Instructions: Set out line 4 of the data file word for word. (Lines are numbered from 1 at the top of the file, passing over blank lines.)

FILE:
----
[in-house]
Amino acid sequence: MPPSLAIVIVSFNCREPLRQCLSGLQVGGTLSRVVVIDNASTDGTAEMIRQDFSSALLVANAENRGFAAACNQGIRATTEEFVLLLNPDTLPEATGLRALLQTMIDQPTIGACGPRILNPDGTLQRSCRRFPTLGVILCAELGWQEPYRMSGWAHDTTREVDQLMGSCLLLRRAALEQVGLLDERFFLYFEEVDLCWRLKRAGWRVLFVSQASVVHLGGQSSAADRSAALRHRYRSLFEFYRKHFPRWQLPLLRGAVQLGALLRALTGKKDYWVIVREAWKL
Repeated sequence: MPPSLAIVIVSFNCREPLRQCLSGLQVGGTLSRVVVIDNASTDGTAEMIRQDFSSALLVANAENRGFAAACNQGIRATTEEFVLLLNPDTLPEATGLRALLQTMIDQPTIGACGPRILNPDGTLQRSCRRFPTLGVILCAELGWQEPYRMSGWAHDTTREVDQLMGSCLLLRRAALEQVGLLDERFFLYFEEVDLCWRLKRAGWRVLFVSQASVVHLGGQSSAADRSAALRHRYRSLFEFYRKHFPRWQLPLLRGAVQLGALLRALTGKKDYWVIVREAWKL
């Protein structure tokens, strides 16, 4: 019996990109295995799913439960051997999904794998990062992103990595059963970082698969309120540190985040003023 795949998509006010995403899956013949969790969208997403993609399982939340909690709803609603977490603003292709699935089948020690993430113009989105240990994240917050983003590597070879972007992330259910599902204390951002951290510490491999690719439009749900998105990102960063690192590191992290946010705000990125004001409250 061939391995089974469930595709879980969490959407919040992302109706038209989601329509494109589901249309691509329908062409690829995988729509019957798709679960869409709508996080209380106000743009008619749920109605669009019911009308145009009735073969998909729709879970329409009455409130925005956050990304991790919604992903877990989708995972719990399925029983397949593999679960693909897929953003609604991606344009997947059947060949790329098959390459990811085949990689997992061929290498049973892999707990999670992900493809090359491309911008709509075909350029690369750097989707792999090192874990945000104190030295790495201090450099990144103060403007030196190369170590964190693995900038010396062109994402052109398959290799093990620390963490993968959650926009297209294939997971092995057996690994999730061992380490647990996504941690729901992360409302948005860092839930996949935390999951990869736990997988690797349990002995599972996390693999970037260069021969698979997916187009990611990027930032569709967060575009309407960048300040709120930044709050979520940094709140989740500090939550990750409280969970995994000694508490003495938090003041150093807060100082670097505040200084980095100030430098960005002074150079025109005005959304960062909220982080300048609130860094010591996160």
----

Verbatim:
């Protein structure tokens, strides 16, 4: 019996990109295995799913439960051997999904794998990062992103990595059963970082698969309120540190985040003023 795949998509006010995403899956013949969790969208997403993609399982939340909690709803609603977490603003292709699935089948020690993430113009989105240990994240917050983003590597070879972007992330259910599902204390951002951290510490491999690719439009749900998105990102960063690192590191992290946010705000990125004001409250 061939391995089974469930595709879980969490959407919040992302109706038209989601329509494109589901249309691509329908062409690829995988729509019957798709679960869409709508996080209380106000743009008619749920109605669009019911009308145009009735073969998909729709879970329409009455409130925005956050990304991790919604992903877990989708995972719990399925029983397949593999679960693909897929953003609604991606344009997947059947060949790329098959390459990811085949990689997992061929290498049973892999707990999670992900493809090359491309911008709509075909350029690369750097989707792999090192874990945000104190030295790495201090450099990144103060403007030196190369170590964190693995900038010396062109994402052109398959290799093990620390963490993968959650926009297209294939997971092995057996690994999730061992380490647990996504941690729901992360409302948005860092839930996949935390999951990869736990997988690797349990002995599972996390693999970037260069021969698979997916187009990611990027930032569709967060575009309407960048300040709120930044709050979520940094709140989740500090939550990750409280969970995994000694508490003495938090003041150093807060100082670097505040200084980095100030430098960005002074150079025109005005959304960062909220982080300048609130860094010591996160």